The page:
Full Article: The Arizona Republican Party’s Anti-Democracy Experiment – The New York Times

Georgia: Giuliani Is Told He Is a Target in Trump Election Inquiry | Richard Fausset and Danny Hakim/The New York Times

The legal pressures on Donald J. Trump and his closest allies intensified further on Monday, as prosecutors informed his former personal attorney, Rudolph W. Giuliani, that Mr. Giuliani was a target in a wide-ranging criminal investigation into election interference in Georgia. The notification came on the same day that a federal judge rejected efforts by another key Trump ally, Senator Lindsey Graham, to avoid giving testimony before the special grand jury hearing evidence in the case in Atlanta. One of Mr. Giuliani’s lawyers, Robert Costello, said in an interview that he was notified on Monday that his client was a target. Being so identified does not guarantee that a person will be indicted; rather, it usually means that prosecutors believe an indictment is possible, based on evidence they have seen up to that point. Mr. Giuliani, who as Mr. Trump’s personal lawyer spearheaded efforts to keep Mr. Trump in power, emerged in recent weeks as a central figure in the inquiry being conducted by Fani T. Willis, the district attorney of Fulton County, Ga., which encompasses most of Atlanta. Earlier this summer, prosecutors questioned witnesses before the special grand jury about Mr. Giuliani’s appearances before state legislative panels in December 2020, when he spent hours peddling false conspiracy theories about secret suitcases of Democratic ballots and corrupted voting machines.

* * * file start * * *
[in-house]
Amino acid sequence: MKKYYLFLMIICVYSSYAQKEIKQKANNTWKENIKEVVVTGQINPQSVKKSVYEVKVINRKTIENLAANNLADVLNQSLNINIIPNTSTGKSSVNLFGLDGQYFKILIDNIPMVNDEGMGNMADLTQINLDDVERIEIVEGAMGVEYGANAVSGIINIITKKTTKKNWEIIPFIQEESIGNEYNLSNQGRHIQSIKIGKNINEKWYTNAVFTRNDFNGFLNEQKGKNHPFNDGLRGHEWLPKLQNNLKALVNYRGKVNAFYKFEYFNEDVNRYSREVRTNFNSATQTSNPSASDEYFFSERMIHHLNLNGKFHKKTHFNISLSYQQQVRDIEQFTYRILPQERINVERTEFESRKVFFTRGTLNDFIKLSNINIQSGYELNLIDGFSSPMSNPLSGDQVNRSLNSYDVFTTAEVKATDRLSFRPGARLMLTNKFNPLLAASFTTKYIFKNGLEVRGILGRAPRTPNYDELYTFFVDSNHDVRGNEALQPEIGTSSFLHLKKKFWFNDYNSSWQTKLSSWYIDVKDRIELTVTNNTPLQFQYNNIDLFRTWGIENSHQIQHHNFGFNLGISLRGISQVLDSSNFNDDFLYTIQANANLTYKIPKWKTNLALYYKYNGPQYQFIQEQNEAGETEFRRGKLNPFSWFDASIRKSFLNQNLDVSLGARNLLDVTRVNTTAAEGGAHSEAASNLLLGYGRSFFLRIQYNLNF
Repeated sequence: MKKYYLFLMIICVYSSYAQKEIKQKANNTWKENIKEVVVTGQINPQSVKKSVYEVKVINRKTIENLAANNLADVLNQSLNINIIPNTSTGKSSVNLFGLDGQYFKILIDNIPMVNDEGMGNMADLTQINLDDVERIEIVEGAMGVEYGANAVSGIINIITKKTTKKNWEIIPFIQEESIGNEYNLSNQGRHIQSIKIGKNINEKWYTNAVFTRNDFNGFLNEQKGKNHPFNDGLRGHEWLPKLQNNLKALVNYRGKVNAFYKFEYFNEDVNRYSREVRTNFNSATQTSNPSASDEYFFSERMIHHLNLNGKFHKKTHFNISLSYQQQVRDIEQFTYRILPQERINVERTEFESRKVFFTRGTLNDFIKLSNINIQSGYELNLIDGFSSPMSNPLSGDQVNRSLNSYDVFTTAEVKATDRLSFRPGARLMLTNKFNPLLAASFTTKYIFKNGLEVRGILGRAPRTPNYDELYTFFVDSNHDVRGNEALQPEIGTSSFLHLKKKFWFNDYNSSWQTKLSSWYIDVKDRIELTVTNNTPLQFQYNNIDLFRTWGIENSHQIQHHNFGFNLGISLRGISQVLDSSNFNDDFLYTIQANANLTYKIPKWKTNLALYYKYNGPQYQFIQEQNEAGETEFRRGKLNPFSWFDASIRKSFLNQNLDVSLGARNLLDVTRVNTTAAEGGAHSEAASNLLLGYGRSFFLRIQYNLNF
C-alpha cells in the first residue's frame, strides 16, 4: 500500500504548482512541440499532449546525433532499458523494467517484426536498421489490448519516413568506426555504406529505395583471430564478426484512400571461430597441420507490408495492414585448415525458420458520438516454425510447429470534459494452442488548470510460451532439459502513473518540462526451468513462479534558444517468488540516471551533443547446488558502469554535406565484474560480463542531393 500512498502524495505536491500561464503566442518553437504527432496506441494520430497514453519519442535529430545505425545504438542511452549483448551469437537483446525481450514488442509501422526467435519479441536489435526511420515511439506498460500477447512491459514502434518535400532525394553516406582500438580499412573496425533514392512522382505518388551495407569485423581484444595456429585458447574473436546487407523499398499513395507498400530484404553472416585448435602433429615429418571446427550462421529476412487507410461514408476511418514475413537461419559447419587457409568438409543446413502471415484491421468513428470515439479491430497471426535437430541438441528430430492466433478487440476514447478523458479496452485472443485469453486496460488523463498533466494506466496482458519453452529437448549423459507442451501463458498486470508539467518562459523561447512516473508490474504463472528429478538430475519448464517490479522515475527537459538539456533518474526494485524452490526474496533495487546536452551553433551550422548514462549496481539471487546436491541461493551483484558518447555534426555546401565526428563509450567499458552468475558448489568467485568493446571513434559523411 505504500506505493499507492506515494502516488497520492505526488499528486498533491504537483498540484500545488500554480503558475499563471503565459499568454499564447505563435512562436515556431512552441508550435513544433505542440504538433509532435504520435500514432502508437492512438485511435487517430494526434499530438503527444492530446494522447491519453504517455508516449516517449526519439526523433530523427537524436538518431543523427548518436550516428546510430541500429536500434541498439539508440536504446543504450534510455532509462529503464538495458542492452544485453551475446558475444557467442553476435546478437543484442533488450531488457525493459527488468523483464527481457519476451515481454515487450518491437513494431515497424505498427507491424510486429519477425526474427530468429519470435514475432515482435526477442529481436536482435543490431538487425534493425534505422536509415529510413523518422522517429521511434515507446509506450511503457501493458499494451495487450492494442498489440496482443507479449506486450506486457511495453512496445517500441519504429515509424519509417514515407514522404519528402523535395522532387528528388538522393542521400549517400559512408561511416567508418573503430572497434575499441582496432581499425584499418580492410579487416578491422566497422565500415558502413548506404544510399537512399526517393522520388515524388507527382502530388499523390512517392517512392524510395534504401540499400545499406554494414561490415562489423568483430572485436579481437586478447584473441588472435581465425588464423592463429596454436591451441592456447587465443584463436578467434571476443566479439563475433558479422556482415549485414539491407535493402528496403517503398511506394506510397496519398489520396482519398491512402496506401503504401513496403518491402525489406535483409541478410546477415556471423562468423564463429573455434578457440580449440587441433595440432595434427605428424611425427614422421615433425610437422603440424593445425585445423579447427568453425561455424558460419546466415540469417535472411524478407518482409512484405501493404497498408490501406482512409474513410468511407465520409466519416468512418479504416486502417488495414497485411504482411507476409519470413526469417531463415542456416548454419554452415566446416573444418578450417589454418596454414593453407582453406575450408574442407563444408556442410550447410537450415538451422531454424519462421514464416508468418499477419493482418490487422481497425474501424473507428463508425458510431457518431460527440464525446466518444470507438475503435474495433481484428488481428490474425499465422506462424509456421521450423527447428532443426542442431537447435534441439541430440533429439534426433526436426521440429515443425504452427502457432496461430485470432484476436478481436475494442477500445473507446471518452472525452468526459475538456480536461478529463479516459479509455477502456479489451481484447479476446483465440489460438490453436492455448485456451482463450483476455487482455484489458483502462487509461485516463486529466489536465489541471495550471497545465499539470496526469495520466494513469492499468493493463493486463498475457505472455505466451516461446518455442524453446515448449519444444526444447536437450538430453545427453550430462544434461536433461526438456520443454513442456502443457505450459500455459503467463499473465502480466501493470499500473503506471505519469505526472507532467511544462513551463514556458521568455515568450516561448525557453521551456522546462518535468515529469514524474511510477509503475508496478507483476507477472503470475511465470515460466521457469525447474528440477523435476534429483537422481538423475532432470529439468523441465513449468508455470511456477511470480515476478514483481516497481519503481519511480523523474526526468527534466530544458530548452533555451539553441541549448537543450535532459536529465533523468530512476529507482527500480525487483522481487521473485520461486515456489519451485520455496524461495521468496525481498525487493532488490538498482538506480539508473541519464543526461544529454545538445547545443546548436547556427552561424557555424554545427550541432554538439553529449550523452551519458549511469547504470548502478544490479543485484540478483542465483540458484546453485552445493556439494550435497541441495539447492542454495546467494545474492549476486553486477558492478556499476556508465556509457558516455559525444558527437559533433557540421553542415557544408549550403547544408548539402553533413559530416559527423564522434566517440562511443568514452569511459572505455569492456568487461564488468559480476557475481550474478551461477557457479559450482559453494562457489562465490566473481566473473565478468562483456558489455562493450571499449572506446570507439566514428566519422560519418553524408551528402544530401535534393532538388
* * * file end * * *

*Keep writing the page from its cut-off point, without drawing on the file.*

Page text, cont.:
Full Article: Giuliani Is a Target in Georgia’s Trump Election Inquiry, Lawyer Says – The New York Times